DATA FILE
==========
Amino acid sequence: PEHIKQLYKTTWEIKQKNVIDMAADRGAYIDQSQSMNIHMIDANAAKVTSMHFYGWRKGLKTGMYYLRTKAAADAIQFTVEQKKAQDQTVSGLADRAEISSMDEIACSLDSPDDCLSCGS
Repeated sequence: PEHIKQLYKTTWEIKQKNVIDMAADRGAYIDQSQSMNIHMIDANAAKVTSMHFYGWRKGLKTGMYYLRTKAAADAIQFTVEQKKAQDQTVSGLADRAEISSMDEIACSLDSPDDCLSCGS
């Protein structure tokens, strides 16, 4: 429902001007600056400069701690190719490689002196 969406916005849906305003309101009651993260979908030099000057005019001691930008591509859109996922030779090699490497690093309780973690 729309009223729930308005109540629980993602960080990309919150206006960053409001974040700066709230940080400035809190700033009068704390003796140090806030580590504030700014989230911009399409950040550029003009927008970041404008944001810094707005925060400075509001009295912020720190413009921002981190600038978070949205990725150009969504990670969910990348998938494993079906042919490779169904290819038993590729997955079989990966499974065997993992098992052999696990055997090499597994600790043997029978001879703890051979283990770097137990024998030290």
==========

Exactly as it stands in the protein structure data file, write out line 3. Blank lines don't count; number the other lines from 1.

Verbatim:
């Protein structure tokens, strides 16, 4: 429902001007600056400069701690190719490689002196 969406916005849906305003309101009651993260979908030099000057005019001691930008591509859109996922030779090699490497690093309780973690 729309009223729930308005109540629980993602960080990309919150206006960053409001974040700066709230940080400035809190700033009068704390003796140090806030580590504030700014989230911009399409950040550029003009927008970041404008944001810094707005925060400075509001009295912020720190413009921002981190600038978070949205990725150009969504990670969910990348998938494993079906042919490779169904290819038993590729997955079989990966499974065997993992098992052999696990055997090499597994600790043997029978001879703890051979283990770097137990024998030290």